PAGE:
I marked “hastalanmak” and “hasta olmak” as alternatives. From now on, they should not appear together in a test.
Checking a Turkish-Swedish dictionary I found, I think I am getting a better idea of how to use those words. They have a bunch of possible translations, some of which are:
geçmek: pass by, move some distance, pass over, pass through, happen, cross (over), cease
geçirmek: transmit, transfer, undergo, perform (an action, not on stage), suffer through, bring about, spend (time, not money)
Obviously this is now twice translated, but Google translate seems to agree to some extent. So I guess in the context of kalp krizi geçirmek I will think of geçirmek as “suffer through” or perhaps “undergo”.
Thank you for fixing the alternatives! It will make my revising sessions much easier.
I am afraid this didn’t work. I just got both of them as alternatives at the same time again. Just like last time I choose ‘hastalanmak’ when it wanted ‘hasta olmak’. Perhaps this is a bug on Memrise’s end.
I’ve had such problem too. I think there is some kind of caching, so the changes need some time to start working.
Hello again! I’ve run into another issue with synonyms. When reviewing I got “quickly”, where the options included both “çabucak” and “çabukça”. This happened when the word wanted was “çabukça”, I don’t know if it also occurs the other way around.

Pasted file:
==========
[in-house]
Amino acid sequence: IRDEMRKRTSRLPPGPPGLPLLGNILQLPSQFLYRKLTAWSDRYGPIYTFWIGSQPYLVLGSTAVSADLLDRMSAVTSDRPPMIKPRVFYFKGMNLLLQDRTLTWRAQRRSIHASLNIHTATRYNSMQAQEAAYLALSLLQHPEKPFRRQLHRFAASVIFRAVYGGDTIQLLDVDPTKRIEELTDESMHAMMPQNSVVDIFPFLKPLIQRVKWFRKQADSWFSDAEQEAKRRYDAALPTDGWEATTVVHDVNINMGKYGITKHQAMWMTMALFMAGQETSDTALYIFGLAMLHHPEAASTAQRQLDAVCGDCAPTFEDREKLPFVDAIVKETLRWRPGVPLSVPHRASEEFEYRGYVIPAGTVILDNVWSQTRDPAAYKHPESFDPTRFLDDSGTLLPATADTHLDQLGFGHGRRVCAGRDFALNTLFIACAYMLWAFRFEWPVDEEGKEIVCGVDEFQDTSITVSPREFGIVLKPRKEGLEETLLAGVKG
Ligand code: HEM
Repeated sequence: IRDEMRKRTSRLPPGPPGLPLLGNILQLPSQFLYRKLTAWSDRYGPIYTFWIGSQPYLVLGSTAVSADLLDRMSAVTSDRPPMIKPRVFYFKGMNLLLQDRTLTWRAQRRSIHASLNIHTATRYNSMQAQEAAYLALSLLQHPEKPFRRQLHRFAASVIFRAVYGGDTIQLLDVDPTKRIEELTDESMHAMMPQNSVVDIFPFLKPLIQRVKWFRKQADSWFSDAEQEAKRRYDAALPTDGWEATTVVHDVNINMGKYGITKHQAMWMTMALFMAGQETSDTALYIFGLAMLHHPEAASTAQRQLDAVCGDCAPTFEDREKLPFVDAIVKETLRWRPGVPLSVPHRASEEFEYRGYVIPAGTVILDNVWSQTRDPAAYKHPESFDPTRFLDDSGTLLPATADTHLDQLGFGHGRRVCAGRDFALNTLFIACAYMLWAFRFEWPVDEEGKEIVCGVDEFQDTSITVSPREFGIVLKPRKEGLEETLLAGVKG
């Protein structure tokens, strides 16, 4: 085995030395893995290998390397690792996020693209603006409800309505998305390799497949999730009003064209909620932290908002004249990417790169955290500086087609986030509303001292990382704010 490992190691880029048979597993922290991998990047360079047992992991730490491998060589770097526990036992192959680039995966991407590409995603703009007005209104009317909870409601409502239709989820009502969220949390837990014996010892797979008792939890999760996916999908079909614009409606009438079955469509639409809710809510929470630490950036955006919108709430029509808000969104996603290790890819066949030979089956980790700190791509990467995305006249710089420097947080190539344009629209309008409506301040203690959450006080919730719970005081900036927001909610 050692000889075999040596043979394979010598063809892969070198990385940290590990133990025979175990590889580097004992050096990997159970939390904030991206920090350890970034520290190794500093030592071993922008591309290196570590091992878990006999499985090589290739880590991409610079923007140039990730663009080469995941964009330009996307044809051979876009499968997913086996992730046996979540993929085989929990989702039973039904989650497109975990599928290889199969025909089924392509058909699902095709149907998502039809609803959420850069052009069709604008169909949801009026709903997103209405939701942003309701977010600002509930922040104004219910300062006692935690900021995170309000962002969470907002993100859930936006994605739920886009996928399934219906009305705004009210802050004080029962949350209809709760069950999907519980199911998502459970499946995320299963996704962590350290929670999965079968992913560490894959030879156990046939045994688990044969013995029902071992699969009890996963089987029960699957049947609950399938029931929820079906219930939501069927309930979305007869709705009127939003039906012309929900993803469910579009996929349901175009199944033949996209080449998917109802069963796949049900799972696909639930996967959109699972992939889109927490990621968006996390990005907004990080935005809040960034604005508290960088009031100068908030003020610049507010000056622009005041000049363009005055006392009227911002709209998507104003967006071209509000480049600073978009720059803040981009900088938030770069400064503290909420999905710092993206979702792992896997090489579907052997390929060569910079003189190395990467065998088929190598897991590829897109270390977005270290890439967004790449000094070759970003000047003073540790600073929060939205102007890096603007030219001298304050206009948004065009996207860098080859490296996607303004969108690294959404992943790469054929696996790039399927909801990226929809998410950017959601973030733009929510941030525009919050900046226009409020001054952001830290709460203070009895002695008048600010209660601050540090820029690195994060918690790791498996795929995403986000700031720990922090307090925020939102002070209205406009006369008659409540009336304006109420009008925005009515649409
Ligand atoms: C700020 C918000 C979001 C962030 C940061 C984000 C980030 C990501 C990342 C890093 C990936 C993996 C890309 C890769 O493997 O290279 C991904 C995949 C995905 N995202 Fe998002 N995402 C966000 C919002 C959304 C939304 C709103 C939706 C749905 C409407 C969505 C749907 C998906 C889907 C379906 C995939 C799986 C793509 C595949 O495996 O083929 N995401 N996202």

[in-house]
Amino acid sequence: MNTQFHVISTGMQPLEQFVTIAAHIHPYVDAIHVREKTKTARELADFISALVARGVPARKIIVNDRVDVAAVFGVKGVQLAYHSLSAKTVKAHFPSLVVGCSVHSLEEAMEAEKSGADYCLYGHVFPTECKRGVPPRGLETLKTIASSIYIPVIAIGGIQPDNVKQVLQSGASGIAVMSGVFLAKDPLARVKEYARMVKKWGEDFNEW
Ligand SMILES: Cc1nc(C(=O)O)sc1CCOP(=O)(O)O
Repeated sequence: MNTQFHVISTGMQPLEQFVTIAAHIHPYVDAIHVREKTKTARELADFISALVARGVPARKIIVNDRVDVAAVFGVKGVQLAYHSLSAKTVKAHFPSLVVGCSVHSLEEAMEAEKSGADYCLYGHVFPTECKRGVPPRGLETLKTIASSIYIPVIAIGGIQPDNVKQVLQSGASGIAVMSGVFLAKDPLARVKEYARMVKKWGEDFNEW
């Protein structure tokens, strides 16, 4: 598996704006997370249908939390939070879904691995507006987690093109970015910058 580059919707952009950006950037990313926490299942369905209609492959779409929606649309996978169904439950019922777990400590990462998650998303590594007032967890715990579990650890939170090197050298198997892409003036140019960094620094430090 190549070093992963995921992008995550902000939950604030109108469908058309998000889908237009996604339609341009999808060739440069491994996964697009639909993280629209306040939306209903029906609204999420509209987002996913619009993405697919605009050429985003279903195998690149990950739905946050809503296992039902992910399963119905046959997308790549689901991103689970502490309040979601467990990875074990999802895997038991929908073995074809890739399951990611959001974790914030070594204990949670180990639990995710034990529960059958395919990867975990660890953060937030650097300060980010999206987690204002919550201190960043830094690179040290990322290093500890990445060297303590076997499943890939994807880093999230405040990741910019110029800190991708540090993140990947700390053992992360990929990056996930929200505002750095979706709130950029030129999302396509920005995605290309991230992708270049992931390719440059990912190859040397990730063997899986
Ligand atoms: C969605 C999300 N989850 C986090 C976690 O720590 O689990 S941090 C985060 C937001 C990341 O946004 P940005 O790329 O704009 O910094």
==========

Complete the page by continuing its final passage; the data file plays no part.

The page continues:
Thanks for reporting! I’ve added “çabukça” just yesterday. I also checked all alternatives at least twice. So it may be the same problem with caching again.
BTW, “quickly” seems to be the word with the most synonyms in Duolingo TR: hızlıca, hızlı, hızla, çabuk, çabukça, çabucak.
Oh, I see! Then it should fix itself by next time I run into this word.
I did notice that it has lots of synonyms! I think that is great, it’s always helpful to be able to express yourself in more than one way.
I once more got both “hastalanmak” and “hasta olmak” as options. I just decided to ignore this word now, I know it well enough, but I thought I’d tell you. I don’t know much about how Memrise works “under the hood” but I would guess that it’s now a bug rather than a caching issue.
I will report it as a bug.
Hi again! I am nearing the end of the Duolingo tree as well as your course, I learn the level here after finishing the same lesson there. I must say your course is really helpful with the vocabulary. Before your course, I wrote down words as I came across them and then erased them when I thought I knew them, but with words that appear rarely I just had to jot 'em down again as soon as I ran into them next time. No need for that anymore!